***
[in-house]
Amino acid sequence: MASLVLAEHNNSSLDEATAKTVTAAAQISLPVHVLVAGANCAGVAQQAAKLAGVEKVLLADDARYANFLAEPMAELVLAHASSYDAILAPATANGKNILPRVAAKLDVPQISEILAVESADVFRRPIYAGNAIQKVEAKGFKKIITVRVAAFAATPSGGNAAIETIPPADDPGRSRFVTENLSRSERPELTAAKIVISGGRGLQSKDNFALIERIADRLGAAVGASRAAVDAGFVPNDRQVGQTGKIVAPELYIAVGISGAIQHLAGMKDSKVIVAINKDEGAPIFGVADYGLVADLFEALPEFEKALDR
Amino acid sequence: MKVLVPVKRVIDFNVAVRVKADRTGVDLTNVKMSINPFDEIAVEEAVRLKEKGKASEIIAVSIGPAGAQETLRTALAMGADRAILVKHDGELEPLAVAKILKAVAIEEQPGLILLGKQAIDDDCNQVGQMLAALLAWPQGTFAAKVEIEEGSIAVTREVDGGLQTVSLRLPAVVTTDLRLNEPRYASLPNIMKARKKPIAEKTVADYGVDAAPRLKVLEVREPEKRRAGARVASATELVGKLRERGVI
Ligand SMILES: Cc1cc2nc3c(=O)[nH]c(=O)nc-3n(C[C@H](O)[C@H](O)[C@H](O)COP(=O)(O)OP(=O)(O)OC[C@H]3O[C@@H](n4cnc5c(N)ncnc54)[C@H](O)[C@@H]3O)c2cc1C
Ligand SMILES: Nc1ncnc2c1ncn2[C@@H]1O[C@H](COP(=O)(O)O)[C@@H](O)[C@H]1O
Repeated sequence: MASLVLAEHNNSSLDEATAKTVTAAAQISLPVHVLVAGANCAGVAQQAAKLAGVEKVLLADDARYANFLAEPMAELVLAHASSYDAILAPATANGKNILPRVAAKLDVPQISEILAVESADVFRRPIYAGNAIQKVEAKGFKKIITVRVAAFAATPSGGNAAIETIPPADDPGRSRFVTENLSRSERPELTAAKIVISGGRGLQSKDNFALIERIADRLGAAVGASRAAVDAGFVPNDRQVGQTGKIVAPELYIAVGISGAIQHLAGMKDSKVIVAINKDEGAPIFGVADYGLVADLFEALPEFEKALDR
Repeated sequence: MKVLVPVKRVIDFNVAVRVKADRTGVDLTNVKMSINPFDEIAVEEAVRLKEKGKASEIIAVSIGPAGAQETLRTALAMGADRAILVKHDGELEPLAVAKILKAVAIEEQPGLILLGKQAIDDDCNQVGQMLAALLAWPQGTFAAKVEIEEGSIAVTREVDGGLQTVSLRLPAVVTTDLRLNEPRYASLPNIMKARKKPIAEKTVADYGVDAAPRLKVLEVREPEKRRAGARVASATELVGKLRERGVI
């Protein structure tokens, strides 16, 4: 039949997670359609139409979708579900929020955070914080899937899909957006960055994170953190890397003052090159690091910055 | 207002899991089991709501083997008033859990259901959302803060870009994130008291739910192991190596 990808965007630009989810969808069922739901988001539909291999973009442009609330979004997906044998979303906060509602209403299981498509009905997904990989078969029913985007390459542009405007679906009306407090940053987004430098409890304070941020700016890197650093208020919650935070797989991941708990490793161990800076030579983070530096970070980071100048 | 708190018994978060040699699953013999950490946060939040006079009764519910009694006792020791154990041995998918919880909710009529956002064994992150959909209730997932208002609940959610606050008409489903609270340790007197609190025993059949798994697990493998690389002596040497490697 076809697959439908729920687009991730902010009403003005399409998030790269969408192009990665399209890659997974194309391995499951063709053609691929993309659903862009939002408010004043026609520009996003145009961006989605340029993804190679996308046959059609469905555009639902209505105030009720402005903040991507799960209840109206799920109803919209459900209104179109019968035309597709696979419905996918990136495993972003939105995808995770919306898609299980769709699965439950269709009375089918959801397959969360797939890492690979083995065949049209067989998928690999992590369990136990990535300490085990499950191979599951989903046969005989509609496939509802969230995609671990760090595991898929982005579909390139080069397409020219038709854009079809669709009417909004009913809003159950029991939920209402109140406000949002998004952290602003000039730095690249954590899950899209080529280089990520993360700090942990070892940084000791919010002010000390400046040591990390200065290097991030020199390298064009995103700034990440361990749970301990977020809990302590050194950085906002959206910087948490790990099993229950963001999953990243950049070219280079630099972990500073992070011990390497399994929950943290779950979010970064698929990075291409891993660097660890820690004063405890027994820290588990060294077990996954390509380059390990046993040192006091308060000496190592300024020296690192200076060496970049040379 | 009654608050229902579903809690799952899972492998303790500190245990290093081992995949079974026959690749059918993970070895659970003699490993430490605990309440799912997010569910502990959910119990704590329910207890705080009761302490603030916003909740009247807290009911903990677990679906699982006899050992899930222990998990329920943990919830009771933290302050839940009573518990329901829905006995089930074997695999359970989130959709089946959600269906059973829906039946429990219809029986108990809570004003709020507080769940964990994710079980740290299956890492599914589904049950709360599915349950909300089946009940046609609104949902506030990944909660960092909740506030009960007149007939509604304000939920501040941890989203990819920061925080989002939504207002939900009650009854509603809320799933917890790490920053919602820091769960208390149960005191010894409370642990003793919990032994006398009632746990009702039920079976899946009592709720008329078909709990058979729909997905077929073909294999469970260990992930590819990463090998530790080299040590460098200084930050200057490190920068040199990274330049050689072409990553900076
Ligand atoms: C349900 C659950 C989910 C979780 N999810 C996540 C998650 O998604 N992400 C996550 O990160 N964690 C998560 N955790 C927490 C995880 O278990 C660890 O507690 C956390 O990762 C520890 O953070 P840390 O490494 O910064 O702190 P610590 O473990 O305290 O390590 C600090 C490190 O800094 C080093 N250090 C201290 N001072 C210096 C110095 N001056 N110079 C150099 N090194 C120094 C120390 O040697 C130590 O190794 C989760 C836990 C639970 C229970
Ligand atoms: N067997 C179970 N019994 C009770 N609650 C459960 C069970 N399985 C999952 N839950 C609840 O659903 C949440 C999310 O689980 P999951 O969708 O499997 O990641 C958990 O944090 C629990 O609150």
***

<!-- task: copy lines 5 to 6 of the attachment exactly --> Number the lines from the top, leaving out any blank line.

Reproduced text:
Ligand SMILES: Nc1ncnc2c1ncn2[C@@H]1O[C@H](COP(=O)(O)O)[C@@H](O)[C@H]1O
Repeated sequence: MASLVLAEHNNSSLDEATAKTVTAAAQISLPVHVLVAGANCAGVAQQAAKLAGVEKVLLADDARYANFLAEPMAELVLAHASSYDAILAPATANGKNILPRVAAKLDVPQISEILAVESADVFRRPIYAGNAIQKVEAKGFKKIITVRVAAFAATPSGGNAAIETIPPADDPGRSRFVTENLSRSERPELTAAKIVISGGRGLQSKDNFALIERIADRLGAAVGASRAAVDAGFVPNDRQVGQTGKIVAPELYIAVGISGAIQHLAGMKDSKVIVAINKDEGAPIFGVADYGLVADLFEALPEFEKALDR